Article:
Yard and Garden: Pears



AMES, Iowa — Perfectly ripe pears are a luscious treat. Horticulturists with Iowa State University Extension and Outreach answer questions about when to harvest and how to ripen and store pears to have the most desirable fruit. To have additional gardening questions answered, contact the ISU Hortline at 515-0294-3108 or hortline@iastate.edu.

When should I harvest pears?

Pears should not be allowed to ripen on the tree. If the fruit are left on the tree to ripen, stone cells develop in the fruit, giving the pears a gritty texture.

Tree-ripened fruit also will be poorly flavored. Harvest pears when the color of the fruit changes from deep green to yellow green. The fruit will still be firm, not soft, at harvest. 

How do I ripen pears?

Pears should be ripened indoors at a temperature of 60 to 70 F. The ripening process should take seven to ten days. To speed up ripening, place pears in a tightly sealed paper bag. The fruit give off ethylene gas, which accumulates in the bag and promotes ripening.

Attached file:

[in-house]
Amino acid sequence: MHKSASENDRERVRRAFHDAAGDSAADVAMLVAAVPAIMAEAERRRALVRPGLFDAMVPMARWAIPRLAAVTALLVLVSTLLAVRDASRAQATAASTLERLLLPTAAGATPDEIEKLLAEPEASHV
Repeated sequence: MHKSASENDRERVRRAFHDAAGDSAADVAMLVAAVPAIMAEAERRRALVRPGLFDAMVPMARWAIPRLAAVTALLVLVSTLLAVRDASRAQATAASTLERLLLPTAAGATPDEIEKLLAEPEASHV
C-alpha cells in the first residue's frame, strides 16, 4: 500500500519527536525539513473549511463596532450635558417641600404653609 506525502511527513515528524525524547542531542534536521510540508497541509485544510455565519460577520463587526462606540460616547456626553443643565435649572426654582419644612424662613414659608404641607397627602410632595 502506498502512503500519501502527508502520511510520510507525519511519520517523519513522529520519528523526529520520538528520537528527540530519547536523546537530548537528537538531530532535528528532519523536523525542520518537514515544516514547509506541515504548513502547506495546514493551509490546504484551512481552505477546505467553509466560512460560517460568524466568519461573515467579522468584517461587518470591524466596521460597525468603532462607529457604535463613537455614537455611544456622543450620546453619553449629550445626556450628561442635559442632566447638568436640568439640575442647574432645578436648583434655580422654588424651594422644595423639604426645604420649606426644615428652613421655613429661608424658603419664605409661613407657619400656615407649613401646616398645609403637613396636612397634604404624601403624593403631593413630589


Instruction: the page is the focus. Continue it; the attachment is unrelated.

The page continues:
How do I store pears?

For long-term storage, refrigerate unripened pears at a temperature of 30 to 35 F. Pears may be stored for approximately one to three months. Remove stored fruit about one week prior to intended use. 

There are tan-colored, rough spots on the surface of my pears. Is it possible to prevent this from occurring?

Russeting is probably responsible for the tan-colored spots on your pears. Russeting also develops on the surface of apples. While affected fruit are not attractive, russeting doesn’t affect the eating quality of the fruit.  

Several factors may be responsible for russeting. High humidity, rainfall or heavy dew, cold temperatures and use of certain fungicides may induce russeting. Genetics also play a role in russeting. Some pear cultivars are more likely to develop russeting than others. Since most factors responsible for russeting are beyond our control, little can be done to prevent its occurrence.  
 

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